For example, average spot freight rates from Shanghai to US West Coast ports have reached around USD 3,850 per FEU in mid-September (about 40% up year-on-year when compared to the 1 January to mid- September 2019 period). Similarly, rates from Shanghai to US East Coast ports have surged to USD 4,600 per FEU (about 16% up year-on-year for the same time period. The latter trade’s levels have not been seen such an uplift since 1Q 2015, when temporary dock strikes halted much port activity in the US. With the exception of the intra-Asian routes (which have always been the most competitive of all global lanes), carriers have enjoyed strong rates for most of 2020. This is of course counter-intuitive in the current market ravaged by COVID-19. With the added-bonus of significantly lower fuel costs for both non-compliant IFO 380 and VLSFO, ocean carriers have of course benefited.
Back to Black
Despite the decline in container volumes (which is estimated to have been about 8% year-on-year for the January to May 2020 period), and the associated decline in overall revenues, virtually all major shipping lines have reported bottom-line profits at the halfway stage in 2020. Perennial loss-makers Zim and HMM booked 2Q 2020 net profits of USD 25.3m and USD 23m respectively. German operator Hapag-Lloyd showed a 2Q 2020 net profit of USD 288m, proving to be one of the sector’s top and most consistent performers in the last two years.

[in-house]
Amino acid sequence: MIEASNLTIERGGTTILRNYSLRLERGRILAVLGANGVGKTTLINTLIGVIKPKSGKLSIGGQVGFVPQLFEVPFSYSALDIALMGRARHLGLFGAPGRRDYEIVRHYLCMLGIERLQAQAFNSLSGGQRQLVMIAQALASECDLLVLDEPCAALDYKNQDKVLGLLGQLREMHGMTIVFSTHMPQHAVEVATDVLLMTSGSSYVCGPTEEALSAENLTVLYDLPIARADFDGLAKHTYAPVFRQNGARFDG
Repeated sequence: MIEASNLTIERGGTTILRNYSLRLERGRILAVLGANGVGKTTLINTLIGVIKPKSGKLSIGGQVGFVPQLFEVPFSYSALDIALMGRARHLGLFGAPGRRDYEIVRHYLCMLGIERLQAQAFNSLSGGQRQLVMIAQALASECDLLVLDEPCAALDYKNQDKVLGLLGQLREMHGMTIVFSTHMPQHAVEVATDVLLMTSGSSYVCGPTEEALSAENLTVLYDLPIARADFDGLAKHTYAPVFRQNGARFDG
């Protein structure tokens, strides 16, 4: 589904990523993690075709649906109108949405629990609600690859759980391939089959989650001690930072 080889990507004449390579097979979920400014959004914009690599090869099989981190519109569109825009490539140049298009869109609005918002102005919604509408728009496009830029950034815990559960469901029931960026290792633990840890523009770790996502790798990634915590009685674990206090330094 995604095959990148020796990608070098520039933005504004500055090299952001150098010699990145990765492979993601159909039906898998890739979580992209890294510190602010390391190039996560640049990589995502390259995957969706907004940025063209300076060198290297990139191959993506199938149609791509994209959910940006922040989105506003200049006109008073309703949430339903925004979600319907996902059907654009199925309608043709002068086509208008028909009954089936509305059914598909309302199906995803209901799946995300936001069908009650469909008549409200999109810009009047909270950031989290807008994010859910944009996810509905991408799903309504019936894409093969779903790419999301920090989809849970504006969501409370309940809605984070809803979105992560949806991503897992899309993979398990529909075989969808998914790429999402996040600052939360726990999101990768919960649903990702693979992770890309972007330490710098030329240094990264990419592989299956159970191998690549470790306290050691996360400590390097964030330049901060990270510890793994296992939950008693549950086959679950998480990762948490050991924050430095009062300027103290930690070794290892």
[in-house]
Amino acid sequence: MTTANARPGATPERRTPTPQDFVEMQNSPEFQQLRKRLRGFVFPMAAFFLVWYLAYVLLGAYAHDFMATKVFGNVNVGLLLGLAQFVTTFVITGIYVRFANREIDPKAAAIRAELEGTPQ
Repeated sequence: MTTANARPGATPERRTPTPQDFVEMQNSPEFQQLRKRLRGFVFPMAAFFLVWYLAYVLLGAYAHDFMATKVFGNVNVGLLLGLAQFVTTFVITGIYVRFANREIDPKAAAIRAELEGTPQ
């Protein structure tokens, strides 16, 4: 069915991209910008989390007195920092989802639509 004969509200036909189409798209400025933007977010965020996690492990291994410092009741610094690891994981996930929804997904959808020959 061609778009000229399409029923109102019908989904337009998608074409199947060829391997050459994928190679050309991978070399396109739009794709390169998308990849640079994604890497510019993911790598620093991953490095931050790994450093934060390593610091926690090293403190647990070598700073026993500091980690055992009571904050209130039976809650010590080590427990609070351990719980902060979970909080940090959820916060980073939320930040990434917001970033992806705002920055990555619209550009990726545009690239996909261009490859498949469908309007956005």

Despite the furore from shippers over the strong freight rate market, the figures below scream one point that stakeholders are missing. The intra-Asian trades, which are also the largest with respect to total volumes in the global container market, have not shown a similar rate surge. In this respect, regional players remain in a hugely challenging market, as do intra-European feeder operators who have suffered from the lower volumes exported from Asia on headhaul routes since March 2020.
Adversity to Prosperity
With the container world seemingly topsy-turvy, what does the near-term future look like? Well firstly, none of us (including the shippers) should be disappointed here, as a strong liner sector is an added-bonus during the COVID-19 era, and is one less sector for bunker and other marine consumables suppliers to lose sleep over. Indeed, our feedback from suppliers in the last six months is that payments from the majority of ocean carriers remains consistently positive. Our view is that some of the steam from these red-hot trades is likely to come off as we move into the final quarter, which is usually the weakest of the year. Despite this, the major line operators are forecasting a strong year and that they will remain in the black. Very few people, if anyone, predicted that six months ago.
While independent tonnage providers were suffering from the ill-effects of an idle container fleet, which at its height in late-May 2020 reached 11.6% of the global container fleet, increased demand has boosted daily time charter rates, and given them comfort that they will remain in the black this year. History also tells us that in virtually every previous upturn in the container market, companies have gone back to the newbuilding market to place orders for new vessels. COSCO, Hapag-Lloyd and ONE are known to have shelved plans for extensive new orders. If these are reactivated in the next six months, it could mark another new era in the constantly evolving liner story.